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Review

Vu 43SU128 4K Android TV Review: Features that count

While the Xiaomi Mi TV 4/4A range come with a lot of promise, Indian television manufacturer Vu isn’t going to take the new competition lightly. The latest product from Vu is the 4K Android TV, which is the company’s latest offering in the high-end TV segment.

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Vu 43SU128 4K Android TV 4 5
BGR Rating :
4/5

Highlights

  • The Vu 4K Android TV range is available in 43-inch, 49-inch and 55-inch size options.

  • The TV is powered by the official version of Android TV.

  • You also get a 10W + 10W sound system with the TV.

Xiaomi may be new to the market, and it’s TVs might be a bit difficult to actually buy right now. But the company’s entry is definitely a worrying sign for the incumbent TV segment leaders in India. Whether it’s premium manufacturers like Samsung, Sony and LG, or affordable Indian brands such as Vu, Micromax and Intex, everyone is concerned about Xiaomi winning market share. And they should be.

This is what makes this latest launch from Vu seem like a very specific response to Xiaomi’s recent launches. With the focus shifting to offering smart connectivity on TVs at the price of traditional non-smart TVs, manufacturers are trying to offer more for less. In Vu’s case, it’s promising a stand-out smart TV experience by leveraging one of the leading smart TV UI developers – Android.

The Vu 4K Android TV is available in three sizes – 43-inch (Rs 36,999), 49-inch (Rs 46,999) and 55-inch (Rs 55,999). No matter what size you buy, the specifications and features of the TV are the same. You get the official Android TV operating system and UI, and a few other key features aimed at enhancing the viewing experience. We’ve had a chance to review the new Vu 43SU128 4K Android TV and see if this Vu can take on the rising force of the TV space that is Xiaomi.

Vu 4K Android TV Design and Specifications

With the same specifications across all three variants of the Vu 4K Android TV, the only factor in your purchase is the screen size you need. All variants feature a 4K IPS LED-LCD panel, and are powered by Android TV. The official version of Android for televisions, Android TV is designed and set up to give you the Android experience, but with the typical control mechanisms of a TV and remote setup. While a lot of TV interfaces (including Xiaomi’s PatchWall UI) are based on Android, most of them only make use of the framework.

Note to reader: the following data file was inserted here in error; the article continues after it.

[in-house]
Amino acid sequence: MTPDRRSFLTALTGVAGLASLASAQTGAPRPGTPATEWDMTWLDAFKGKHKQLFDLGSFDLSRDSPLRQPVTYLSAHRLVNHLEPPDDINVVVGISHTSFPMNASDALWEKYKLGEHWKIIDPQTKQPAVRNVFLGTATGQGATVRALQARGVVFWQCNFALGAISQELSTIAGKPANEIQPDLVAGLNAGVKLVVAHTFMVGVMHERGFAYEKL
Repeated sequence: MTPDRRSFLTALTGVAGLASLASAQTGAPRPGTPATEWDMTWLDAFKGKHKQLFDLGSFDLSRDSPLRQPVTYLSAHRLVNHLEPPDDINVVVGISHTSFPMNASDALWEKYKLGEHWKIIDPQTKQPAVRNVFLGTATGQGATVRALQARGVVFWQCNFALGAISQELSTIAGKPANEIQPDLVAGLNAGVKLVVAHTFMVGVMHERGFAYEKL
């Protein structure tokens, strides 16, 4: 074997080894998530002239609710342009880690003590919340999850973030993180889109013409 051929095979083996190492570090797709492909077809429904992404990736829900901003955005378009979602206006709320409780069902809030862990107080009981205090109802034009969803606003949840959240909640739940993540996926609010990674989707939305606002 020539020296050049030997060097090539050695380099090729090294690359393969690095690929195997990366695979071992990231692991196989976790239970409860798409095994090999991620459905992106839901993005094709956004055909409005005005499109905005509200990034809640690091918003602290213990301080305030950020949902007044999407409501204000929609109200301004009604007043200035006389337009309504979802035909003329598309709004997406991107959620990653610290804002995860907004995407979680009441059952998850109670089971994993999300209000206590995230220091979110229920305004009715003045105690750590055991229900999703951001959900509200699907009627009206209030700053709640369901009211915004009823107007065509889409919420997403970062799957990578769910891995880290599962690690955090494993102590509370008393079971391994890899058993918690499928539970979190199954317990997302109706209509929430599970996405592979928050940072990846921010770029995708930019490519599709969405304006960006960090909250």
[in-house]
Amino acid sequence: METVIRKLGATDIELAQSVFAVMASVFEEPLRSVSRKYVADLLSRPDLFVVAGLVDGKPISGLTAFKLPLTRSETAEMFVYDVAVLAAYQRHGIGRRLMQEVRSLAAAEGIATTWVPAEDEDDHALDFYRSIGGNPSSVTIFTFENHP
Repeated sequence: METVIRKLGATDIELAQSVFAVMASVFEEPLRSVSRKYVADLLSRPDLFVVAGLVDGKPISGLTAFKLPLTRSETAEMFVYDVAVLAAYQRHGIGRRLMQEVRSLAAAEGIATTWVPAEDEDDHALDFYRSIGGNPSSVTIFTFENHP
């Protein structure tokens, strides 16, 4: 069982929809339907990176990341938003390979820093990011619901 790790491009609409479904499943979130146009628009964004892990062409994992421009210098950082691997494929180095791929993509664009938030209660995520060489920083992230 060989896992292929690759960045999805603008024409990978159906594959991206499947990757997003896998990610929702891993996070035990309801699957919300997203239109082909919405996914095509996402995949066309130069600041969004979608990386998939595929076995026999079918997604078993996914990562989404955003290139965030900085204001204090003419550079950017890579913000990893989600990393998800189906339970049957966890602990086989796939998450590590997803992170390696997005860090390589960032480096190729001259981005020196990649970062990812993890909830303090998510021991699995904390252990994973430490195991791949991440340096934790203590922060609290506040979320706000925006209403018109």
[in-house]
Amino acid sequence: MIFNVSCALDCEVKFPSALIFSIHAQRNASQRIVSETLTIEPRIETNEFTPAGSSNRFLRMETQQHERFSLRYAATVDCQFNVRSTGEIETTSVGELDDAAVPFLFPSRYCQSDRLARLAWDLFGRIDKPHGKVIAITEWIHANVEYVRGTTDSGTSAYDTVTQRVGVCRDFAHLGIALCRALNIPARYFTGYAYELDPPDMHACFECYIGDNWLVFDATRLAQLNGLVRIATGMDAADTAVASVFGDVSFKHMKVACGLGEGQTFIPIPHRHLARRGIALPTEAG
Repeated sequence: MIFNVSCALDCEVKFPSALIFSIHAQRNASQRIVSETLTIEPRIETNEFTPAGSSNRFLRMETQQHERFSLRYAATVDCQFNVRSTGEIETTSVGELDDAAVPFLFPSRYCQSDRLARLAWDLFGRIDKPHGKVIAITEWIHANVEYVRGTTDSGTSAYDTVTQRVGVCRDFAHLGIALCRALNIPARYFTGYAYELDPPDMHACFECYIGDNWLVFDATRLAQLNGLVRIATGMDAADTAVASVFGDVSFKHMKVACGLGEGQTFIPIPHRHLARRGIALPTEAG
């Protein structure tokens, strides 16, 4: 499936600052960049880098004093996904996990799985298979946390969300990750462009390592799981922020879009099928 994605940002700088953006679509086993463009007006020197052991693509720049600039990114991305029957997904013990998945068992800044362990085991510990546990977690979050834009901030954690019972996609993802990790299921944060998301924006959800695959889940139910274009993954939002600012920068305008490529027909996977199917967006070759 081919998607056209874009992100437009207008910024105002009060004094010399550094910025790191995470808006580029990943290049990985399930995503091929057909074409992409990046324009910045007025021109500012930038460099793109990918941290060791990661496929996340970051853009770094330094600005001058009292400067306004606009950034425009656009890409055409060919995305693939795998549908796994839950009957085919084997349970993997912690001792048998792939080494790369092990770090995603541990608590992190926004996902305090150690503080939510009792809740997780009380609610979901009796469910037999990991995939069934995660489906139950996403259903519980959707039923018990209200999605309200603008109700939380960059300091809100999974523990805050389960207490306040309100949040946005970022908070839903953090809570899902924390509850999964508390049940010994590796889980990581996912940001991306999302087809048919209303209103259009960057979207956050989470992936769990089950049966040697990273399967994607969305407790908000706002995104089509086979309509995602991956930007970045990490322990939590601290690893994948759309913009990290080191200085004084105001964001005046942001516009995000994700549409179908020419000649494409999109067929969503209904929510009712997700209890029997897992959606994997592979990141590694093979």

Android TV, on the other hand, is designed and developed by Google for TVs and digital media players. Vu isn’t the only manufacturer that uses Android TV; Philips, Sharp and Sony are other notable TV makers that have adopted the platform. I’ve comprehensively used the platform on various Sony TVs in the past, including the current flagship offering, the Sony KD-65A1 OLED TV. It’s well designed, has a good selection of relevant apps, and adopts Google’s services well. Additionally, key streaming services such as Netflix and YouTube work particularly well on the platform.

As a result of being an official Android TV device, the Vu TV also has a Chromecast built into it. This enables better connectivity with Android phones, letting you either directly cast to the TV from compatible Android apps such as YouTube, Netflix and Google Play Movies, or mirror your smartphone screen. During my time with the TV, the in-built Chromecast didn’t always work well; there were occasions where the picture lagged, while on other occasions my smartphone would fail to connect to the TV entirely until the TV was completely powered down and switched back on.

When it comes to design, the Vu 4K Android TV doesn’t have anything special going for it. While the Mi TV 4 claims to be the world’s thinnest LED TV, the Vu TV sports an ordinary design at best. While the top and sides have narrow borders, the bottom is significantly thicker thanks to the front-firing soundbar built into the TV. It features a double-stand design that might be a bit wide for most TV tables, but does also come with the option of wall mounting. Most of the ports face downwards at the back, but a single HDMI and USB port each face towards the left for convenient access. The TV comes with 16GB of internal storage and 2.5GB of RAM to run the OS, along with a quad-core processor.